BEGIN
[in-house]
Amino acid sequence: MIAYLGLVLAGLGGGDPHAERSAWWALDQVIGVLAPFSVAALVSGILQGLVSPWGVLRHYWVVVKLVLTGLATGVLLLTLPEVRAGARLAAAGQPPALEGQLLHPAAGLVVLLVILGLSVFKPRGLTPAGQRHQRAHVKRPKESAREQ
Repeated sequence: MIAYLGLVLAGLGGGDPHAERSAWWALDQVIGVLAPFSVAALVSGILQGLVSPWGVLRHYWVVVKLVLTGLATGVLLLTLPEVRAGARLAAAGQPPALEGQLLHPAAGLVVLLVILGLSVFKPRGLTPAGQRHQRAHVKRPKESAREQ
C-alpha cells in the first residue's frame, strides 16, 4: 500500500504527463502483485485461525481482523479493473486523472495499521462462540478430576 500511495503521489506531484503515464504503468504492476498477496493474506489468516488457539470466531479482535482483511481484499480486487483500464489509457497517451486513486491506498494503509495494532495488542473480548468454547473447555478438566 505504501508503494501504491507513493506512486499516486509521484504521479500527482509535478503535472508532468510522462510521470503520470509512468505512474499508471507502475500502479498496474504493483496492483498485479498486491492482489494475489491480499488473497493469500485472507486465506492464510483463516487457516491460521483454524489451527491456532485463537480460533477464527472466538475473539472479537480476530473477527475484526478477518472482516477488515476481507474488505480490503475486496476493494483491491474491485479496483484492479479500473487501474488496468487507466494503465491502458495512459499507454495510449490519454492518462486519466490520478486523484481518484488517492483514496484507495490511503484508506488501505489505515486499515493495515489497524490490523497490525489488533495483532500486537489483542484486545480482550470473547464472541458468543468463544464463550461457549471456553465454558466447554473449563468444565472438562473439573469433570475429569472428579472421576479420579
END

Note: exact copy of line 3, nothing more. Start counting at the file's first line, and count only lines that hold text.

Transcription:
Repeated sequence: MIAYLGLVLAGLGGGDPHAERSAWWALDQVIGVLAPFSVAALVSGILQGLVSPWGVLRHYWVVVKLVLTGLATGVLLLTLPEVRAGARLAAAGQPPALEGQLLHPAAGLVVLLVILGLSVFKPRGLTPAGQRHQRAHVKRPKESAREQ